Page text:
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What is the optimal pH of the phenol:chloroform mixture for isolation of DNA?

Answer

Partitioning of the nucleic acids in phenol is pH dependent. At pH 7.0 or higher, both DNA and RNA partition into the aqueous phase. At an acidic pH (below 7.0) DNA is denatured and will move into the organic phase, but the RNA remains in the aqueous phase. The mixture should be adjusted to at least pH 7.4 for work with DNA.

Answer Id: E3620

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Recently I came across a DNA purification technique, which uses urea during phenol extraction. What is the purpose of using urea?

Answer

Using urea during phenol extraction denatures the protein associated with the DNA and the proteins that bind the genomic DNA to the cell wall.

Answer Id: E3239

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When using a proofreading polymerase such as Pfx, ThermalAce™, Pfu, or Vent, is it necessary to neutralize or remove the enzyme after regenerating A-overhangs with a Taq polymerase?

Answer

It is recommended to remove the enzymes via phenol-chloroform extraction to prevent the proofreading enzyme from removing the A-overhang again after Taq incubation. If not done, TA cloning efficiencies could be 4-10 fold lower. Alternatively, the PCR product can be cleaned up by gel purification or PCR cleanup column.

Answer Id: E3933

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Do you have any information on DNA and RNA purification using phenol chloroform and alcohol precipitation?

Answer

Phenol extraction of proteins:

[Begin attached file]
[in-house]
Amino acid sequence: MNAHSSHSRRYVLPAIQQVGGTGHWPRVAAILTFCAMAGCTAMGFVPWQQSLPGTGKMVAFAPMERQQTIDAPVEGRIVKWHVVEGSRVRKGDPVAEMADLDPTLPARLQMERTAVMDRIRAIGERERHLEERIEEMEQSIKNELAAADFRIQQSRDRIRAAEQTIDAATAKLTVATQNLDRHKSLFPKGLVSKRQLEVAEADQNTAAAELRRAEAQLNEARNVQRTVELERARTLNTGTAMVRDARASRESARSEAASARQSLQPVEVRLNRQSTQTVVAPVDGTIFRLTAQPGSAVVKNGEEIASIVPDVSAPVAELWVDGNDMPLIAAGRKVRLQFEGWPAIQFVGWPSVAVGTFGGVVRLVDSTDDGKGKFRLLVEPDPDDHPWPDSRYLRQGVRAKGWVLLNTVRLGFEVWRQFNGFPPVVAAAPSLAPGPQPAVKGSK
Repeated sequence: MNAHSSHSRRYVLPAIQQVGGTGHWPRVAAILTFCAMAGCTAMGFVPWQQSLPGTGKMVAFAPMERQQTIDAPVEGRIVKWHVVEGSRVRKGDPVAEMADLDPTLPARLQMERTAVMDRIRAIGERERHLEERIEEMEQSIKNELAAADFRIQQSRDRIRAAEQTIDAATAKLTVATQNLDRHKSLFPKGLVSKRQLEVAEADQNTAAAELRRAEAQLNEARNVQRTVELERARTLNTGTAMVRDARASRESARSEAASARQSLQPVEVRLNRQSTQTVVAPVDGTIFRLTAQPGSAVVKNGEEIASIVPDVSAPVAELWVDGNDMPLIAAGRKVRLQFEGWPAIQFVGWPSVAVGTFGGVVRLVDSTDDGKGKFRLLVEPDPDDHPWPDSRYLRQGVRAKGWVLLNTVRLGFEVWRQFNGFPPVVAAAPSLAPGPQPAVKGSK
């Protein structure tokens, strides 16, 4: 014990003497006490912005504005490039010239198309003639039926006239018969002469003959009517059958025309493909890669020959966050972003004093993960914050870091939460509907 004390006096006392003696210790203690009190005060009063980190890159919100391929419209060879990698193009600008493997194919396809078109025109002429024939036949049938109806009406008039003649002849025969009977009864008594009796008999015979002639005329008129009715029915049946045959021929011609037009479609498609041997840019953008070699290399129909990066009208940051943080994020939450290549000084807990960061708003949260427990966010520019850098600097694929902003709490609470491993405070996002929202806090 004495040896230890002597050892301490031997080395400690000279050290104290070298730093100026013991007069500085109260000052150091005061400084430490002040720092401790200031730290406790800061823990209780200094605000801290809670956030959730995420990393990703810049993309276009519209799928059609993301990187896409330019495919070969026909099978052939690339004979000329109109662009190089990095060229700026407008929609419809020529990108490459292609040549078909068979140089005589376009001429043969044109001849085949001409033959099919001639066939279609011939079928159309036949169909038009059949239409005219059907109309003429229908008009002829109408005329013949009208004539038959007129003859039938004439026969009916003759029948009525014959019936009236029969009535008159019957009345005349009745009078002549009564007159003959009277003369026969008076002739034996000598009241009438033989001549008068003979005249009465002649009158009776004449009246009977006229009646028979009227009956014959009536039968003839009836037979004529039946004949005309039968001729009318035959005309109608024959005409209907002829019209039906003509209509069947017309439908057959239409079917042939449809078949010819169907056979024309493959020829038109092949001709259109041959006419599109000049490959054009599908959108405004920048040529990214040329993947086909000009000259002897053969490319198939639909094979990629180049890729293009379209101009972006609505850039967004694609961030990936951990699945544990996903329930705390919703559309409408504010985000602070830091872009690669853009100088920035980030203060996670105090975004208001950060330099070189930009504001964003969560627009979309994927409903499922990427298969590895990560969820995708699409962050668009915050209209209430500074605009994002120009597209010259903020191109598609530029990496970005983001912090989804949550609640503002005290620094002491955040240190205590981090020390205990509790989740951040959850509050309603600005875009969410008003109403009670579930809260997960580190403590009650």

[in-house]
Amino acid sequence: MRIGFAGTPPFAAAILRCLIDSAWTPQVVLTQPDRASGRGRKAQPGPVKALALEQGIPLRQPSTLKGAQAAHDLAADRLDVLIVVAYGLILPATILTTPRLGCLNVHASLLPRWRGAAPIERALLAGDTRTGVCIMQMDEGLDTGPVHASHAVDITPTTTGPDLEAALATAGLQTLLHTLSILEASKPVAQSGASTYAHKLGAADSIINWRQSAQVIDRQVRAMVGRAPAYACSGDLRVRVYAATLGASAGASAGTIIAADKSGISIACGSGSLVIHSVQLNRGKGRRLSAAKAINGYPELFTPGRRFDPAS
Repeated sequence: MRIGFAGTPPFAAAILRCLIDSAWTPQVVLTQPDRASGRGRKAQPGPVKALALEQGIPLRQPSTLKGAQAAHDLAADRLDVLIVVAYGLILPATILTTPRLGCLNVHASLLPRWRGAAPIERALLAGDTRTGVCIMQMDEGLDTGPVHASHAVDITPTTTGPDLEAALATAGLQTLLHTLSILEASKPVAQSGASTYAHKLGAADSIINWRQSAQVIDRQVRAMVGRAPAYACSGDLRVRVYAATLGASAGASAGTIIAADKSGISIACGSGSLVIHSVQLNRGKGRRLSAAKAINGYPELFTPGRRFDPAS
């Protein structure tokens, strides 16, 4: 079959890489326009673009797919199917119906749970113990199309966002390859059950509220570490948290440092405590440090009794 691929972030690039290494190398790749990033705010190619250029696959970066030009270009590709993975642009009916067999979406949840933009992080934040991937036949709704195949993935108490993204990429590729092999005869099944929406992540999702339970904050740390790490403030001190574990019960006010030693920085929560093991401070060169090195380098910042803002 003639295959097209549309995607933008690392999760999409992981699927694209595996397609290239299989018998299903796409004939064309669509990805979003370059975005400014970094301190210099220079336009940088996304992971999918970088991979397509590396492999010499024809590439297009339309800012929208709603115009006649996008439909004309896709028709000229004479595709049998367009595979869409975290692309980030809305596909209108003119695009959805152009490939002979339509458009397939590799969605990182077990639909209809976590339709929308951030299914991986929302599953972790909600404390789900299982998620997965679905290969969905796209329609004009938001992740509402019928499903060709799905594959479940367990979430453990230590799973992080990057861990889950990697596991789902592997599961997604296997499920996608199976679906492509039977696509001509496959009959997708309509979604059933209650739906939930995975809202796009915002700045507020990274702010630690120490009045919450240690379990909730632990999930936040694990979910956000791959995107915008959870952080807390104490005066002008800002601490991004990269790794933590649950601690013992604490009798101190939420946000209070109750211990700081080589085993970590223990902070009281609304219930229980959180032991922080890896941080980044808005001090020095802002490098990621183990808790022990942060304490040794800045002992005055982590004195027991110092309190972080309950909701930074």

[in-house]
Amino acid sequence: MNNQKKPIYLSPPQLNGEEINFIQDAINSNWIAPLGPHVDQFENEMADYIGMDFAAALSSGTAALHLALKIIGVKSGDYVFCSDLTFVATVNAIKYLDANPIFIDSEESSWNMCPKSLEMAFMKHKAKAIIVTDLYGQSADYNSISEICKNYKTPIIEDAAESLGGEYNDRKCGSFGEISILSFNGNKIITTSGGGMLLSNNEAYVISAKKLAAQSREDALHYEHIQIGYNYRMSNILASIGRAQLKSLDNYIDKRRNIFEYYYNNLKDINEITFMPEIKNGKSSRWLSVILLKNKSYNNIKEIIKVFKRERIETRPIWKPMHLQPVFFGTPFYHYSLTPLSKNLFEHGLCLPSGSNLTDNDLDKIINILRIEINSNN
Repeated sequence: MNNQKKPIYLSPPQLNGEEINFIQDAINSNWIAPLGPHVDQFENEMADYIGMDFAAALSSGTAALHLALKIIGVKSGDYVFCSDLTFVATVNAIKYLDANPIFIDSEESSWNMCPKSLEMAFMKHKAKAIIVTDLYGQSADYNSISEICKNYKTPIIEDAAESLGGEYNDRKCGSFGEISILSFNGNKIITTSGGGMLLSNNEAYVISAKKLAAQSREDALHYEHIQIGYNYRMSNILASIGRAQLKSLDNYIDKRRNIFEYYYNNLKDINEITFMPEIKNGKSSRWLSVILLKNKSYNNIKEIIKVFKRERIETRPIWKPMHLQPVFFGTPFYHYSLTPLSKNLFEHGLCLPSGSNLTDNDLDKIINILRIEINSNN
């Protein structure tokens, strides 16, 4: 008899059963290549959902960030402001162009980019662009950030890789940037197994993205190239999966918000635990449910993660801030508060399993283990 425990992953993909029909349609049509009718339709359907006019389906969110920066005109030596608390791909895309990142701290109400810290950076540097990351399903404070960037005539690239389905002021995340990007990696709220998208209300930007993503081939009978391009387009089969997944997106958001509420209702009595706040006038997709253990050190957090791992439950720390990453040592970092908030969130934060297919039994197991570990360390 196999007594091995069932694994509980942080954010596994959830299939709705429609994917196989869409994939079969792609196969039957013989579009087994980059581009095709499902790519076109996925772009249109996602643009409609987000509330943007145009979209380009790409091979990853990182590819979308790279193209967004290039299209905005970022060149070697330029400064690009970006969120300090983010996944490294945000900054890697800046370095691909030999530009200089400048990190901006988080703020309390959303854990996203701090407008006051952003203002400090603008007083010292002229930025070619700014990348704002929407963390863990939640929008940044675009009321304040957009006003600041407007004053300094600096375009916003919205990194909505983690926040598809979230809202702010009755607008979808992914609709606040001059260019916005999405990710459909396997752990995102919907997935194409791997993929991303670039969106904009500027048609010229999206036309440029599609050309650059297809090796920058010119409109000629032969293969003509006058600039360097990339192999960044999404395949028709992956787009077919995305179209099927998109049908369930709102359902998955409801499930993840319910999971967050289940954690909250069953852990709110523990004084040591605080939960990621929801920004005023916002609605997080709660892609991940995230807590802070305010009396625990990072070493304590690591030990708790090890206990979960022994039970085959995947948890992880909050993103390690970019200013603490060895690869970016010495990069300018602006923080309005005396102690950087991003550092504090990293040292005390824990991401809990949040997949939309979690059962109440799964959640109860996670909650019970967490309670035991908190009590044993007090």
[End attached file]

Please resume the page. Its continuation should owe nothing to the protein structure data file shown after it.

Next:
Phenol extraction is frequently used to remove proteins from nucleic acid solutions. A common protocol is to add an equal volume of buffer-saturated phenol or phenol:chloroform:isoamyl alcohol (25:24:1, v/v/v) to an aqueous nucleic acid solution, vortex, and centrifuge at 14,000 x g for 1 min to separate the phases.

Studies at Thermo Fisher Scientific have shown that the concentration of NaCl in the aqueous solution should not exceed 0.5 M for good recovery of DNA. Residual phenol can be removed from the aqueous phase by extraction with an equal volume of chloroform or ether. After extraction, DNA is usually precipitated with ammonium acetate and ethanol as described in another protocol on this server. Ref. Karger, B. D. (1989) FOCUS™ 11, 14.

A good source of general information on the properties of phenol can be found in Wallace, Donald M. “Large and Small-Scale Phenol Extractions”. Methods in Enz. Volume 152 guide to Molecular Cloning Techniques. 1987. Academic Press, Inc. Berger and Kimmel, eds. Chap.4, pg 33-41.

(a) At pH 5 to 6 DNA is selectively retained in the organic phase and interphase, leaving RNA in the aqueous phase. Therefore a pH greater than 7 is needed if DNA is to be extracted.

(b) At pH values below 7.6, poly A+ RNA is lost to the organic phase if chloroform is not present.

(c) Optimal RNA yields in phenol extraction are obtained if the salt concentration is less than 0.15 M NaCl. Salt concentration in the sample is not a factor for larger DNA molecules.

To store RNA after extraction use DEPC-treated water.

Answer Id: E5230

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What is the recommended protocol for phenol-extraction removal of proteins from nucleic acid containing solutions?

Answer

Below is a commonly used protocol:

(1) Add an equal volume of buffer-saturated phenol or phenol:chloroform:isoamyl alcohol (25:24:1, v/v/v) to an aqueous nucleic acid solution.

(2) Vortex, and centrifuge at 14,000 x g for 1 min to separate the phases.

(3) The concentration of NaCl in the aqueous solution should not exceed 0.5 M for good recovery of DNA.

(4) Residual phenol can be removed from the aqueous phase by extraction with an equal volume of chloroform or ether.

(5) After extraction, DNA is usually precipitated with ammonium acetate and ethanol.

Answer Id: E4158

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